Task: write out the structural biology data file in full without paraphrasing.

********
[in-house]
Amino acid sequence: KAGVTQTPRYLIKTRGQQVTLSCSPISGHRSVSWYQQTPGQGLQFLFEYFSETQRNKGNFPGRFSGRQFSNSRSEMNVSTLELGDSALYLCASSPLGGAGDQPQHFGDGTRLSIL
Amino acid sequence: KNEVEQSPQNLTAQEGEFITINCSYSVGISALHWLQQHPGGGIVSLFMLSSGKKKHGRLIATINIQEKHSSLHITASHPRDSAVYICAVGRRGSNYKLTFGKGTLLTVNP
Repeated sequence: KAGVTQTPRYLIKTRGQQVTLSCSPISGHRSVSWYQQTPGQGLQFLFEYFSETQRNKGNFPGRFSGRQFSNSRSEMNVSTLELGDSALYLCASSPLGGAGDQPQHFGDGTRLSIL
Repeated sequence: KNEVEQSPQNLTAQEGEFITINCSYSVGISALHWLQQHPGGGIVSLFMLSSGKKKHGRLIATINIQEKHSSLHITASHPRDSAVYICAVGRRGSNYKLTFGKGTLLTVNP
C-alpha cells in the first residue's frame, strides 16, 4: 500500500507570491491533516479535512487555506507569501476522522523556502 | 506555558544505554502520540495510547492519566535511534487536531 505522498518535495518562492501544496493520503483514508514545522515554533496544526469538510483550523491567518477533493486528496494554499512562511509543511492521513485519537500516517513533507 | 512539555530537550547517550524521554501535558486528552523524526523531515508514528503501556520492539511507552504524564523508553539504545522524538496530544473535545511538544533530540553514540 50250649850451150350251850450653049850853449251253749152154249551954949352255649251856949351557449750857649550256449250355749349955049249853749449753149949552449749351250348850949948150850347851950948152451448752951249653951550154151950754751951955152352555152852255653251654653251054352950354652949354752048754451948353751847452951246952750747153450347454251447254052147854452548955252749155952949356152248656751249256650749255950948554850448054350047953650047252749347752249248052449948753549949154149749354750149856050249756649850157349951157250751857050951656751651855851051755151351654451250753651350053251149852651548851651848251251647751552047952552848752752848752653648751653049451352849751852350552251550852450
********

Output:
[in-house]
Amino acid sequence: KAGVTQTPRYLIKTRGQQVTLSCSPISGHRSVSWYQQTPGQGLQFLFEYFSETQRNKGNFPGRFSGRQFSNSRSEMNVSTLELGDSALYLCASSPLGGAGDQPQHFGDGTRLSIL
Amino acid sequence: KNEVEQSPQNLTAQEGEFITINCSYSVGISALHWLQQHPGGGIVSLFMLSSGKKKHGRLIATINIQEKHSSLHITASHPRDSAVYICAVGRRGSNYKLTFGKGTLLTVNP
Repeated sequence: KAGVTQTPRYLIKTRGQQVTLSCSPISGHRSVSWYQQTPGQGLQFLFEYFSETQRNKGNFPGRFSGRQFSNSRSEMNVSTLELGDSALYLCASSPLGGAGDQPQHFGDGTRLSIL
Repeated sequence: KNEVEQSPQNLTAQEGEFITINCSYSVGISALHWLQQHPGGGIVSLFMLSSGKKKHGRLIATINIQEKHSSLHITASHPRDSAVYICAVGRRGSNYKLTFGKGTLLTVNP
C-alpha cells in the first residue's frame, strides 16, 4: 500500500507570491491533516479535512487555506507569501476522522523556502 | 506555558544505554502520540495510547492519566535511534487536531 505522498518535495518562492501544496493520503483514508514545522515554533496544526469538510483550523491567518477533493486528496494554499512562511509543511492521513485519537500516517513533507 | 512539555530537550547517550524521554501535558486528552523524526523531515508514528503501556520492539511507552504524564523508553539504545522524538496530544473535545511538544533530540553514540 50250649850451150350251850450653049850853449251253749152154249551954949352255649251856949351557449750857649550256449250355749349955049249853749449753149949552449749351250348850949948150850347851950948152451448752951249653951550154151950754751951955152352555152852255653251654653251054352950354652949354752048754451948353751847452951246952750747153450347454251447254052147854452548955252749155952949356152248656751249256650749255950948554850448054350047953650047252749347752249248052449948753549949154149749354750149856050249756649850157349951157250751857050951656751651855851051755151351654451250753651350053251149852651548851651848251251647751552047952552848752752848752653648751653049451352849751852350552251550852450